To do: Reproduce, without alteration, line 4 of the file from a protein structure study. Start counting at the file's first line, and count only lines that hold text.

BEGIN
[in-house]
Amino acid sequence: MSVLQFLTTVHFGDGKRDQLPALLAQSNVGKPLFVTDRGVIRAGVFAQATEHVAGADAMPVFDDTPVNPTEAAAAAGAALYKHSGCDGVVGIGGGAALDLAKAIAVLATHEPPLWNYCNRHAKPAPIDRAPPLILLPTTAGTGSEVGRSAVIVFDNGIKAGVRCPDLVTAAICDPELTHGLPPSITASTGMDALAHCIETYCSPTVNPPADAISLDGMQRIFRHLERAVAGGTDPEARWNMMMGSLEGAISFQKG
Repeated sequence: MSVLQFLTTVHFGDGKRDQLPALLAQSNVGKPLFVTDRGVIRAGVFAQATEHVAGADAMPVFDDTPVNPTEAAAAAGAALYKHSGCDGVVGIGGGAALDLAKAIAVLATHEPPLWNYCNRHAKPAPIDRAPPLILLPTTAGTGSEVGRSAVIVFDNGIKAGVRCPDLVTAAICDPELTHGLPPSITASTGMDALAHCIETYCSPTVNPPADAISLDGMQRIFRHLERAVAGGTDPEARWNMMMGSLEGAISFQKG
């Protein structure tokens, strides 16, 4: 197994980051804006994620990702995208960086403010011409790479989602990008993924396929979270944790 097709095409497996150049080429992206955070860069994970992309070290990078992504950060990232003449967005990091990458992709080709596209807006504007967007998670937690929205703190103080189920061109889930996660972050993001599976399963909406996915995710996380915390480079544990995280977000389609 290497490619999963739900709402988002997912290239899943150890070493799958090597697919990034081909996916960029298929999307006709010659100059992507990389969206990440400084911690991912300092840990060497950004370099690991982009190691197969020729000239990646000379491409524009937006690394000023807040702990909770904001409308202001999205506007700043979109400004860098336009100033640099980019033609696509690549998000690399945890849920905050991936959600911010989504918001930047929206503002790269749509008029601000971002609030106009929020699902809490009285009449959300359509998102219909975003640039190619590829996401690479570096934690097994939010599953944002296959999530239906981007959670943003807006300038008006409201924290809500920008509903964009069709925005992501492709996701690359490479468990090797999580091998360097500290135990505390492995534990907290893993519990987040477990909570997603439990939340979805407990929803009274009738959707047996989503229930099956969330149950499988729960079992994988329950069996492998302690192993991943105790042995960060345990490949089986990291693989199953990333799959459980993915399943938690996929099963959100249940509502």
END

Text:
């Protein structure tokens, strides 16, 4: 197994980051804006994620990702995208960086403010011409790479989602990008993924396929979270944790 097709095409497996150049080429992206955070860069994970992309070290990078992504950060990232003449967005990091990458992709080709596209807006504007967007998670937690929205703190103080189920061109889930996660972050993001599976399963909406996915995710996380915390480079544990995280977000389609 290497490619999963739900709402988002997912290239899943150890070493799958090597697919990034081909996916960029298929999307006709010659100059992507990389969206990440400084911690991912300092840990060497950004370099690991982009190691197969020729000239990646000379491409524009937006690394000023807040702990909770904001409308202001999205506007700043979109400004860098336009100033640099980019033609696509690549998000690399945890849920905050991936959600911010989504918001930047929206503002790269749509008029601000971002609030106009929020699902809490009285009449959300359509998102219909975003640039190619590829996401690479570096934690097994939010599953944002296959999530239906981007959670943003807006300038008006409201924290809500920008509903964009069709925005992501492709996701690359490479468990090797999580091998360097500290135990505390492995534990907290893993519990987040477990909570997603439990939340979805407990929803009274009738959707047996989503229930099956969330149950499988729960079992994988329950069996492998302690192993991943105790042995960060345990490949089986990291693989199953990333799959459980993915399943938690996929099963959100249940509502």